WORLD HISTORY: Change Gathers Steam: 1800-40

French ideals and empire spread. Inspired by the ideals of the French
Revolution, and supported by the expanding French armies, new republican
regimes arose near France: the Batavian Republic in the Netherlands
(1795-1806), the Helvetic Republic in Switzerland (1798-1803), the
Cisalpine Republic in N Italy (1797-1805), the Ligurian Republic in Genoa
(1797-1805), and the Parthenopean Republic in S Italy (1799). A Roman
Republic existed briefly in 1798 after Pope Pius VI was arrested by French
troops. In Italy and Germany, new nationalist sentiments were stimulated
both in imitation of and in reaction to developments in France (anti-French
and anti-Jacobin peasant uprisings in Italy, 1796-99).
From 1804, when Napoleon declared himself emperor, to 1812, a succession of
military victories (Austerlitz, 1805; Jena, 1806) extended his control over
most of Europe, through puppet states (Confederation of the Rhine united W
German states for the first time and Grand Duchy of Warsaw revived Polish
national hopes), expansion of the empire, and alliances.
Among the lasting reforms initiated under Napoleon's absolutist reign were:
establishment of the Bank of France, centralization of tax collection,
codification of law along Roman models (Code Napoleon), and reform and
extension of secondary and university education. In an 1801 concordat, the
papacy recognized the effective autonomy of the French Catholic Church.
Some 400,000 French soldiers were killed in the Napoleonic Wars, along with
600,000 foreign troops.
Last gasp of old regime. France's coastal blockade of Europe (Continental
System) failed to neutralize Britain. The disastrous 1812 invasion of
Russia exposed Napoleon's overextension. After Napoleon's 1814 exile at
Elba, his armies were defeated (1815) at Waterloo, by British and Prussian
At the Congress of Vienna, the monarchs and princes of Europe redrew their
boundaries, to the advantage of Prussia (in Saxony and the Ruhr), Austria
(in Illyria and Venetia), and Russia (in Poland and Finland). British
conquest of Dutch and French colonies (S Africa, Ceylon, Mauritius) was
recognized, and France, under the restored Bourbons, retained its expanded
1792 borders. The settlement brought 50 years of international peace to
But the Congress was unable to check the advance of liberal ideals and of
nationalism among the smaller European nations. The 1825 Decembrist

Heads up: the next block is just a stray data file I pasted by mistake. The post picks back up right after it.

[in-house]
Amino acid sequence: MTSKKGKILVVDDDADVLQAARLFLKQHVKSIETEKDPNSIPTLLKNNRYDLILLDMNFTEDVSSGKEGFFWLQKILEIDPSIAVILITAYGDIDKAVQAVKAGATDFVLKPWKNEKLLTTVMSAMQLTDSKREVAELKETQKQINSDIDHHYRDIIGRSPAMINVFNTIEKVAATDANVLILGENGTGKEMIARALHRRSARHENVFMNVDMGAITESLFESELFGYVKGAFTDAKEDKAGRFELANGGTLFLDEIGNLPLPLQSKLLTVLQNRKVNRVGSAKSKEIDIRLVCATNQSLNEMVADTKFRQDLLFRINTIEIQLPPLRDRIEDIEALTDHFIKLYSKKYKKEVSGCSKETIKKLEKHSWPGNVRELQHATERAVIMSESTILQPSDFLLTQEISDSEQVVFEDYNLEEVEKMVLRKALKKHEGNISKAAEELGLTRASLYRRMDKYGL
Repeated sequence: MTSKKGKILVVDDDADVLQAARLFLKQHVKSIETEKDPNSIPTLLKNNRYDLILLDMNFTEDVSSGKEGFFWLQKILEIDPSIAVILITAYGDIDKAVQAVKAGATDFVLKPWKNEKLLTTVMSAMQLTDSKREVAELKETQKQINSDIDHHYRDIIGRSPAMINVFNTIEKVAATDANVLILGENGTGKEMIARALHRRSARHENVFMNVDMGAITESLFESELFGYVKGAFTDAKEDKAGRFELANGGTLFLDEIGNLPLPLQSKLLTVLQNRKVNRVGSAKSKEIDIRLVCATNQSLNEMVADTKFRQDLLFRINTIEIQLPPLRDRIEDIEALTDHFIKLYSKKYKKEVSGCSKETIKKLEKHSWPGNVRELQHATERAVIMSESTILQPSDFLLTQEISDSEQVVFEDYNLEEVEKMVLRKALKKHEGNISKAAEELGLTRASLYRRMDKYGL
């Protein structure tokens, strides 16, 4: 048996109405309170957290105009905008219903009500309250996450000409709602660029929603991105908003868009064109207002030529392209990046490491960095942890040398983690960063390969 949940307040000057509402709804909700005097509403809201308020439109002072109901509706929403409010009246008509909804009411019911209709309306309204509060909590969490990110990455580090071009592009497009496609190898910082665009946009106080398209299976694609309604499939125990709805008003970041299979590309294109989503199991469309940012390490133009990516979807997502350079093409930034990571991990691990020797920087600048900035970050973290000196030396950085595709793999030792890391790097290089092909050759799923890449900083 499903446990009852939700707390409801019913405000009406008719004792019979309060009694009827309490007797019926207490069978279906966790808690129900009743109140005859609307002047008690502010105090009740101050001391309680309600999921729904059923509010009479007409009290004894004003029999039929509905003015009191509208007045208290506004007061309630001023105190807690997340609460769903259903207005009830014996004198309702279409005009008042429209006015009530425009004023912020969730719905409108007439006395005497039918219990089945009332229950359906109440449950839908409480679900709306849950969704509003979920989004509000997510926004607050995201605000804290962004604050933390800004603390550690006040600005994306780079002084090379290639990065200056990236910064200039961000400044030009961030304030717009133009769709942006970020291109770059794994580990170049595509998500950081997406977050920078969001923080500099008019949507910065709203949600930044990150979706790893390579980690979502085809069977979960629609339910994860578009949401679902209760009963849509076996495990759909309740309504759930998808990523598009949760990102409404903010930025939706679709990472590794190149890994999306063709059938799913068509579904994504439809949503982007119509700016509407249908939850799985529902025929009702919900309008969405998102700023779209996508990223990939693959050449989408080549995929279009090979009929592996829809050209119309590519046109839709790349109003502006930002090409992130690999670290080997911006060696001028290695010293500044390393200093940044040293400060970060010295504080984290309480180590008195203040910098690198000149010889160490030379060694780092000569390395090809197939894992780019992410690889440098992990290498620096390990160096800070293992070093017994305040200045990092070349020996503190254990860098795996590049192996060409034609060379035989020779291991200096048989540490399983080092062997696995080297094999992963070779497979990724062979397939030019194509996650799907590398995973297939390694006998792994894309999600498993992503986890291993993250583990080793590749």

uprising by liberal officers in Russia was easily suppressed. But an
independence movement in Greece, stirred by commercial prosperity and a
cultural revival, succeeded in expelling Ottoman rule by 1831, with the aid
of Britain, France, and Russia.
A constitutional monarchy was secured in France by the 1830 Revolution;
Louis Philippe became king. The revolutionary contagion spread to Belgium,
which gained its independence (1830) from the Dutch monarchy, to Poland,
whose rebellion was defeated (1830-31) by Russia, and to Germany.
Romanticism. A new style in intellectual and artistic life began to replace
Neoclassicism and Rococo after the mid-18th cent. By the early 19th cent.,
this style, Romanticism, had prevailed in the European world.
Rousseau had begun the reaction against rationalism; in education (Emile,
1762) he stressed subjective spontaneity over regularized instruction. In
Germany, Lessing (1729-81) and Herder (1744-1803) favorably compared the
German folk song to classical forms and began a cult of Shakespeare, whose
passion and "natural" wisdom was a model for the romantic Sturm und Drang
(Storm and Stress) movement. Goethe's Sorrows of Young Werther (1774) set
the model for the tragic, passionate genius.
A new interest in Gothic architecture in England after 1760 (Walpole,
1717-97) spread through Europe, associated with an aesthetic Christian and
mystic revival (Blake, 1757-1827). Celtic, Norse, and German mythology and
folk tales were revived or imitated (Macpherson's Ossian translation, 1762;
Grimm's Fairy Tales, 1812-22). The medieval revival (Scott's Ivanhoe, 1819)
led to a new interest in history, stressing national differences and
organic growth (Carlyle, 1795-1881; Michelet, 1798-1874), corresponding to
theories of natural evolution (Lamarck's Philosophie Zoologique, 1809;
Lyell's Geology, 1830-33). A reaction against classicism characterized the
English romantic poets, beginning with Wordsworth (1770-1850). Revolution
and war fed an obsession with freedom and conflict, expressed by both poets
(Byron, 1788-1824; Hugo, 1802-85) and philosophers (Hegel, 1770-1831).
Wild gardens replaced the formal French variety, and painters favored
rural, stormy, and mountainous landscapes (Turner, 1775-1851; Constable,
1776-1837). Clothing became freer, with wigs, hoops, and ruffles discarded.
Originality and genius were expected in the life as well as the work of
inspired artists (Murger's Scenes from Bohemian Life, 1847-49). Exotic
locales and themes (as in Gothic horror stories) were used in art and
literature (Delacroix, 1798-1863; Poe, 1809-49).
Music exhibited the new dramatic style and a breakdown of classical forms
(Beethoven, 1770-1827). The use of folk melodies and modes aided the growth
of distinct national traditions (Glinka in Russia, 1804-57).
Latin America. Haiti, under the former slave Toussaint